A woman and her 7-year-old son were crossing Cedar Street on the east crosswalk Friday morning when a driver hit them. Credit: Google Street View

A driver hit a woman and her 7-year-old son Friday morning while they were using a crosswalk to cross Cedar Street near Martin Luther King Jr. Middle School in North Berkeley. Both are recovering with only minor injuries, according to community members and Berkeley police.

Berkeley police responded at 8:30 a.m. crash. Officer Byron White, a police spokesperson, said the woman and her son were crossing Cedar at California Street when the driver hit them. They were using the crosswalk on the east side of the intersection.

The driver was going east on Cedar Street and came to a stop at California Street before the crash happened, then resumed driving because they thought the intersection was clear, according to White. That’s when they struck the pedestrians.

Both mother and son were taken to a local hospital for cuts on their face and pain from the crash. White said the driver stayed at the scene and cooperated with police, and alcohol and drugs are not suspected in the crash.

Residents who live in the neighborhood say crashes in the area are common, especially at the major intersection of Cedar Street and Sacramento Avenue, two blocks to the west. Councilmember Rashi Kesarwani, who oversees the neighborhood, called for more action on pedestrian safety last year after multiple crashes at Sacramento Avenue, and a group of residents wrote a letter to the city’s transportation department this August requesting slower speed limits and more signs warning drivers about school zones.

The city found that the speed limit couldn’t be lowered under 25 mph on Sacramento, but traffic calming measures are currently planned for the area, including the installation of feedback signs that show drivers their speed and 15 mph school speed limit signs on the intersections of Rose and Ada Street to the north.

North Berkeley resident Bryan Branstetter was walking his child to the Rosa Parks Elementary School bus stop nearby when the crash happened. He didn’t observe it directly because he was facing in a different direction, but said he accompanies his kids in that area because the intersection is busy thoroughfare and can sometimes be dangerous.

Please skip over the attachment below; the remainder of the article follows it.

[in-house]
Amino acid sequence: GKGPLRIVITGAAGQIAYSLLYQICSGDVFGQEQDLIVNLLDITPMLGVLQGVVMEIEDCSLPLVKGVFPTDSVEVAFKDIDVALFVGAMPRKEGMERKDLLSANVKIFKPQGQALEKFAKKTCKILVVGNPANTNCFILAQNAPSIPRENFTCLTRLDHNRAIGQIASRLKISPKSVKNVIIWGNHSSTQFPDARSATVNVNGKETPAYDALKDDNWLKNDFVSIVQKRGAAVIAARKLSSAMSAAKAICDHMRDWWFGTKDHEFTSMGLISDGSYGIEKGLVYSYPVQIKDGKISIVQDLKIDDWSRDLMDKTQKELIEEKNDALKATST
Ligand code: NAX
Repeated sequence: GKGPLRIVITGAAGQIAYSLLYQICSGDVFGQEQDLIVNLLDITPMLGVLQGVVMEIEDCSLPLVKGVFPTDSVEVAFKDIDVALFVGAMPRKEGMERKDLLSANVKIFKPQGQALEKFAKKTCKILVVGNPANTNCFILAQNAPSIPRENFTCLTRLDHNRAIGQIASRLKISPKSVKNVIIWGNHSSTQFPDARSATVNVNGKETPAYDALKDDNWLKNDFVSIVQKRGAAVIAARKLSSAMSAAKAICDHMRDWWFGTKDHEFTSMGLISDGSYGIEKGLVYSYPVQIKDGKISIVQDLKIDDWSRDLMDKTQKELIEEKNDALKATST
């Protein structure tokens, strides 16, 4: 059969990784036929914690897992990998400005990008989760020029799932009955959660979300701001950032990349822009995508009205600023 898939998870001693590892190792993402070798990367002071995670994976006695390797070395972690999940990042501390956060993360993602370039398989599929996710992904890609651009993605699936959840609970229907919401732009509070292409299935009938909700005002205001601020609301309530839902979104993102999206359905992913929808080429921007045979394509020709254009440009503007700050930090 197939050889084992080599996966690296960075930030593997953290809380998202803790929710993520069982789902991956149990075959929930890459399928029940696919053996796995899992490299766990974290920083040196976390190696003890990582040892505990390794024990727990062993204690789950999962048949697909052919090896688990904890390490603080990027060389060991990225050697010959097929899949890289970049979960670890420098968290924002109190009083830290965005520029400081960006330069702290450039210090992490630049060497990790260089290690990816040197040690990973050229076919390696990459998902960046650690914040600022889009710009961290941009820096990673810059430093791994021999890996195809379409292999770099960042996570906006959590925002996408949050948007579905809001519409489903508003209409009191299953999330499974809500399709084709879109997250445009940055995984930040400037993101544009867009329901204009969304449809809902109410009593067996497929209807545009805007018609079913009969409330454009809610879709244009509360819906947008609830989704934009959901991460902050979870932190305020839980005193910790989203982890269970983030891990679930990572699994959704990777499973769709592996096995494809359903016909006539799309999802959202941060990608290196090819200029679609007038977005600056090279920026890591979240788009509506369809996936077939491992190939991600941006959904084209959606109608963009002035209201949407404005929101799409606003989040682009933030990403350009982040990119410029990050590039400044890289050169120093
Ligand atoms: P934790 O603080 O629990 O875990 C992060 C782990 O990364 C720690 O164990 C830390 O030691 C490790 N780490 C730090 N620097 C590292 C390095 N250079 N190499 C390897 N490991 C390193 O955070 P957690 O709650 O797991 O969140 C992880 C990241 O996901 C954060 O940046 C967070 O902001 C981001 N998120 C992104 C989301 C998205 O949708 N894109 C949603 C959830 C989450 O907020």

It’s also packed with children riding their bikes to the middle school, he added.

“[Drivers] often rush by, and the street paint for the crosswalks and the stop signs has worn away in some places,” Branstetter said. “The road is a little wide there so it can be difficult to see pedestrians, even when there were pedestrians on two of the corners of the crosswalk.” 

He said the intersection could be a lot safer if there was a street improvement like a curb extension, or “bulb-out,” that makes crosswalk pedestrians more apparent to drivers.

“Not everybody has kids, and doesn’t necessarily drive with kids in mind,” Branstetter said. “So I think the more safety we can build in to give pedestrians and bicyclists more safety, the better.”

Rachel Brem, a resident whose fifth-grade daughter walks to the bus stop by herself every morning, said her child saw the crash happen.

“For the sake of all the kids at risk at the intersection, we believe that the critical thing now is for the city to take measures to improve pedestrian and bike safety there and throughout Berkeley,” Brem said.

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Supriya Yelimeli is a housing and homelessness reporter for Berkeleyside and joined the staff in May 2020 after contributing reporting since 2018 as a freelance writer. Yelimeli grew up in Fremont and...